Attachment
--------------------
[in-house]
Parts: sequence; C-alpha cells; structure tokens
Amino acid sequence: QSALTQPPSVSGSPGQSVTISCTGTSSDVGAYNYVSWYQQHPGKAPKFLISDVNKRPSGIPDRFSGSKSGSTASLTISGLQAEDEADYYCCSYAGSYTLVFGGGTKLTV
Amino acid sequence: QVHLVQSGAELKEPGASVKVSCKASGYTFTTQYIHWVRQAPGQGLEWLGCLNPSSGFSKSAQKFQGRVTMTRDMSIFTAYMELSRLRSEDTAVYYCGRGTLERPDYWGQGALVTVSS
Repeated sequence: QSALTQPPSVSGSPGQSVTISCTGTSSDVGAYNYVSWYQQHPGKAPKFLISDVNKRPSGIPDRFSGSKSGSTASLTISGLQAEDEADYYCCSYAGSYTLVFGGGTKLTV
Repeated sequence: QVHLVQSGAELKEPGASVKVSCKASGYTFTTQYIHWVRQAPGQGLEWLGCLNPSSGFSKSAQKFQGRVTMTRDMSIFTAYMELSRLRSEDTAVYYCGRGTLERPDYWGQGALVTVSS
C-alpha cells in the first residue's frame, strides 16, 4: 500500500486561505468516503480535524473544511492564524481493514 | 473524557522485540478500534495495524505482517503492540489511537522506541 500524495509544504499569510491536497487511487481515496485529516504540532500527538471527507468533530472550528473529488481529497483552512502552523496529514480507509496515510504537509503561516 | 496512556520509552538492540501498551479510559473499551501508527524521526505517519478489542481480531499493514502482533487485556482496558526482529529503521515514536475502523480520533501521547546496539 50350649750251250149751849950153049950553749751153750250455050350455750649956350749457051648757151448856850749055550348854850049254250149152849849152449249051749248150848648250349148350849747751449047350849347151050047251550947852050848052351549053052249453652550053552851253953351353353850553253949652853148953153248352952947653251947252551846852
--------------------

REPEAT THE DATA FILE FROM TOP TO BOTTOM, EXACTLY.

[in-house]
Parts: sequence; C-alpha cells; structure tokens
Amino acid sequence: QSALTQPPSVSGSPGQSVTISCTGTSSDVGAYNYVSWYQQHPGKAPKFLISDVNKRPSGIPDRFSGSKSGSTASLTISGLQAEDEADYYCCSYAGSYTLVFGGGTKLTV
Amino acid sequence: QVHLVQSGAELKEPGASVKVSCKASGYTFTTQYIHWVRQAPGQGLEWLGCLNPSSGFSKSAQKFQGRVTMTRDMSIFTAYMELSRLRSEDTAVYYCGRGTLERPDYWGQGALVTVSS
Repeated sequence: QSALTQPPSVSGSPGQSVTISCTGTSSDVGAYNYVSWYQQHPGKAPKFLISDVNKRPSGIPDRFSGSKSGSTASLTISGLQAEDEADYYCCSYAGSYTLVFGGGTKLTV
Repeated sequence: QVHLVQSGAELKEPGASVKVSCKASGYTFTTQYIHWVRQAPGQGLEWLGCLNPSSGFSKSAQKFQGRVTMTRDMSIFTAYMELSRLRSEDTAVYYCGRGTLERPDYWGQGALVTVSS
C-alpha cells in the first residue's frame, strides 16, 4: 500500500486561505468516503480535524473544511492564524481493514 | 473524557522485540478500534495495524505482517503492540489511537522506541 500524495509544504499569510491536497487511487481515496485529516504540532500527538471527507468533530472550528473529488481529497483552512502552523496529514480507509496515510504537509503561516 | 496512556520509552538492540501498551479510559473499551501508527524521526505517519478489542481480531499493514502482533487485556482496558526482529529503521515514536475502523480520533501521547546496539 50350649750251250149751849950153049950553749751153750250455050350455750649956350749457051648757151448856850749055550348854850049254250149152849849152449249051749248150848648250349148350849747751449047350849347151050047251550947852050848052351549053052249453652550053552851253953351353353850553253949652853148953153248352952947653251947252551846852